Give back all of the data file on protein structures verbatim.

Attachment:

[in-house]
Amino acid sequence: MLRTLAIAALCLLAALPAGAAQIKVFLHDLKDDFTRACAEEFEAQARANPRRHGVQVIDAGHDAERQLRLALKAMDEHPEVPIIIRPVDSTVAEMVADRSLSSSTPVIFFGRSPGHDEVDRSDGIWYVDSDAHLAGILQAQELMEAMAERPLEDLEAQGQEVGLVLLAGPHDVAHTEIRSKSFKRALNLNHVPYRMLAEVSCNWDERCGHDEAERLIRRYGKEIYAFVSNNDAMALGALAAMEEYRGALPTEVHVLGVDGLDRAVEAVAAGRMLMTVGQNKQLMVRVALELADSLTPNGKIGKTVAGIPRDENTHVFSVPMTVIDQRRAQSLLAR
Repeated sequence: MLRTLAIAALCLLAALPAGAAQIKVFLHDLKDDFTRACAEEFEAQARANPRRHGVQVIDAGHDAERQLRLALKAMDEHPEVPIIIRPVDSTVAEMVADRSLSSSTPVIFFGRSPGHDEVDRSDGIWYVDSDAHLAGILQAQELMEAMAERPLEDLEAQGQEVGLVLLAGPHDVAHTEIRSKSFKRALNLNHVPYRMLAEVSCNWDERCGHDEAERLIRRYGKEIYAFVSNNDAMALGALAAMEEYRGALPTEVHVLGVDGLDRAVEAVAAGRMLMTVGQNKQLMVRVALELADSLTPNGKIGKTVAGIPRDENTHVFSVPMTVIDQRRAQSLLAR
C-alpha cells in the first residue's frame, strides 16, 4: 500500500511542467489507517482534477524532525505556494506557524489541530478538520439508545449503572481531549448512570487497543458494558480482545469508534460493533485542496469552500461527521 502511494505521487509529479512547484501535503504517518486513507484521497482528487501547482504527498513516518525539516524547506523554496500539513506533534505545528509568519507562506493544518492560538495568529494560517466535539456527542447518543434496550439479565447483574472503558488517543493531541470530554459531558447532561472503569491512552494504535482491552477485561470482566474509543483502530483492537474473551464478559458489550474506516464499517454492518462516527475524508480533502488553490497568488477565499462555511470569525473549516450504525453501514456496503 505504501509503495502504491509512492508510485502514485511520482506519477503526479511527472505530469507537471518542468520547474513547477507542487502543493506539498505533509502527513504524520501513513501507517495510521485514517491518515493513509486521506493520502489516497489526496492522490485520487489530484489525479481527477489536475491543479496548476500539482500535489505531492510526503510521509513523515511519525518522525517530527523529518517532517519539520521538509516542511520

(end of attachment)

[in-house]
Amino acid sequence: MLRTLAIAALCLLAALPAGAAQIKVFLHDLKDDFTRACAEEFEAQARANPRRHGVQVIDAGHDAERQLRLALKAMDEHPEVPIIIRPVDSTVAEMVADRSLSSSTPVIFFGRSPGHDEVDRSDGIWYVDSDAHLAGILQAQELMEAMAERPLEDLEAQGQEVGLVLLAGPHDVAHTEIRSKSFKRALNLNHVPYRMLAEVSCNWDERCGHDEAERLIRRYGKEIYAFVSNNDAMALGALAAMEEYRGALPTEVHVLGVDGLDRAVEAVAAGRMLMTVGQNKQLMVRVALELADSLTPNGKIGKTVAGIPRDENTHVFSVPMTVIDQRRAQSLLAR
Repeated sequence: MLRTLAIAALCLLAALPAGAAQIKVFLHDLKDDFTRACAEEFEAQARANPRRHGVQVIDAGHDAERQLRLALKAMDEHPEVPIIIRPVDSTVAEMVADRSLSSSTPVIFFGRSPGHDEVDRSDGIWYVDSDAHLAGILQAQELMEAMAERPLEDLEAQGQEVGLVLLAGPHDVAHTEIRSKSFKRALNLNHVPYRMLAEVSCNWDERCGHDEAERLIRRYGKEIYAFVSNNDAMALGALAAMEEYRGALPTEVHVLGVDGLDRAVEAVAAGRMLMTVGQNKQLMVRVALELADSLTPNGKIGKTVAGIPRDENTHVFSVPMTVIDQRRAQSLLAR
C-alpha cells in the first residue's frame, strides 16, 4: 500500500511542467489507517482534477524532525505556494506557524489541530478538520439508545449503572481531549448512570487497543458494558480482545469508534460493533485542496469552500461527521 502511494505521487509529479512547484501535503504517518486513507484521497482528487501547482504527498513516518525539516524547506523554496500539513506533534505545528509568519507562506493544518492560538495568529494560517466535539456527542447518543434496550439479565447483574472503558488517543493531541470530554459531558447532561472503569491512552494504535482491552477485561470482566474509543483502530483492537474473551464478559458489550474506516464499517454492518462516527475524508480533502488553490497568488477565499462555511470569525473549516450504525453501514456496503 505504501509503495502504491509512492508510485502514485511520482506519477503526479511527472505530469507537471518542468520547474513547477507542487502543493506539498505533509502527513504524520501513513501507517495510521485514517491518515493513509486521506493520502489516497489526496492522490485520487489530484489525479481527477489536475491543479496548476500539482500535489505531492510526503510521509513523515511519525518522525517530527523529518517532517519539520521538509516542511520